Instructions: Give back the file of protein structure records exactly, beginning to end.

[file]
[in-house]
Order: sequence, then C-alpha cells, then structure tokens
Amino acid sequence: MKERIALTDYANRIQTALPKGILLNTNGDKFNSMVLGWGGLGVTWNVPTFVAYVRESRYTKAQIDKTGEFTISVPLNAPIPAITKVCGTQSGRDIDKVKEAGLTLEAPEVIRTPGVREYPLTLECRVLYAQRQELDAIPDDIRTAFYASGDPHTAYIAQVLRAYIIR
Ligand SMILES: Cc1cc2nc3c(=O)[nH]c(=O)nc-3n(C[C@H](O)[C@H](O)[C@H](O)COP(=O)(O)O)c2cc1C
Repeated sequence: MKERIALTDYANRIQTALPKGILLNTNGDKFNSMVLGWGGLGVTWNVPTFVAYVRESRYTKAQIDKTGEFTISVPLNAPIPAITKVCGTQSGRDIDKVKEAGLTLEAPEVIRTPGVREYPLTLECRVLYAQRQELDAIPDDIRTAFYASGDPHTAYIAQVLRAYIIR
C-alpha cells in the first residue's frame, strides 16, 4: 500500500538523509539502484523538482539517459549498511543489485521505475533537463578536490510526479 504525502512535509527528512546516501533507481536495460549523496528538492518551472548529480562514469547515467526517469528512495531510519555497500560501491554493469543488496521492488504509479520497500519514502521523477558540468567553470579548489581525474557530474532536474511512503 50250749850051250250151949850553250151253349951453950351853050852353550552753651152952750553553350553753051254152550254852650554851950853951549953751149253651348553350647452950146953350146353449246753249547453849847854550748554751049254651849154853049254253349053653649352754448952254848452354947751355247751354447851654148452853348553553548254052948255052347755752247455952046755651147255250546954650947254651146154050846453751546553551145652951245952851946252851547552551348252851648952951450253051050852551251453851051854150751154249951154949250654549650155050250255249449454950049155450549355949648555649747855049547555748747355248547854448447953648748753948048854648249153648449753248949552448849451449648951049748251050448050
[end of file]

[in-house]
Order: sequence, then C-alpha cells, then structure tokens
Amino acid sequence: MKERIALTDYANRIQTALPKGILLNTNGDKFNSMVLGWGGLGVTWNVPTFVAYVRESRYTKAQIDKTGEFTISVPLNAPIPAITKVCGTQSGRDIDKVKEAGLTLEAPEVIRTPGVREYPLTLECRVLYAQRQELDAIPDDIRTAFYASGDPHTAYIAQVLRAYIIR
Ligand SMILES: Cc1cc2nc3c(=O)[nH]c(=O)nc-3n(C[C@H](O)[C@H](O)[C@H](O)COP(=O)(O)O)c2cc1C
Repeated sequence: MKERIALTDYANRIQTALPKGILLNTNGDKFNSMVLGWGGLGVTWNVPTFVAYVRESRYTKAQIDKTGEFTISVPLNAPIPAITKVCGTQSGRDIDKVKEAGLTLEAPEVIRTPGVREYPLTLECRVLYAQRQELDAIPDDIRTAFYASGDPHTAYIAQVLRAYIIR
C-alpha cells in the first residue's frame, strides 16, 4: 500500500538523509539502484523538482539517459549498511543489485521505475533537463578536490510526479 504525502512535509527528512546516501533507481536495460549523496528538492518551472548529480562514469547515467526517469528512495531510519555497500560501491554493469543488496521492488504509479520497500519514502521523477558540468567553470579548489581525474557530474532536474511512503 50250749850051250250151949850553250151253349951453950351853050852353550552753651152952750553553350553753051254152550254852650554851950853951549953751149253651348553350647452950146953350146353449246753249547453849847854550748554751049254651849154853049254253349053653649352754448952254848452354947751355247751354447851654148452853348553553548254052948255052347755752247455952046755651147255250546954650947254651146154050846453751546553551145652951245952851946252851547552551348252851648952951450253051050852551251453851051854150751154249951154949250654549650155050250255249449454950049155450549355949648555649747855049547555748747355248547854448447953648748753948048854648249153648449753248949552448849451449648951049748251050448050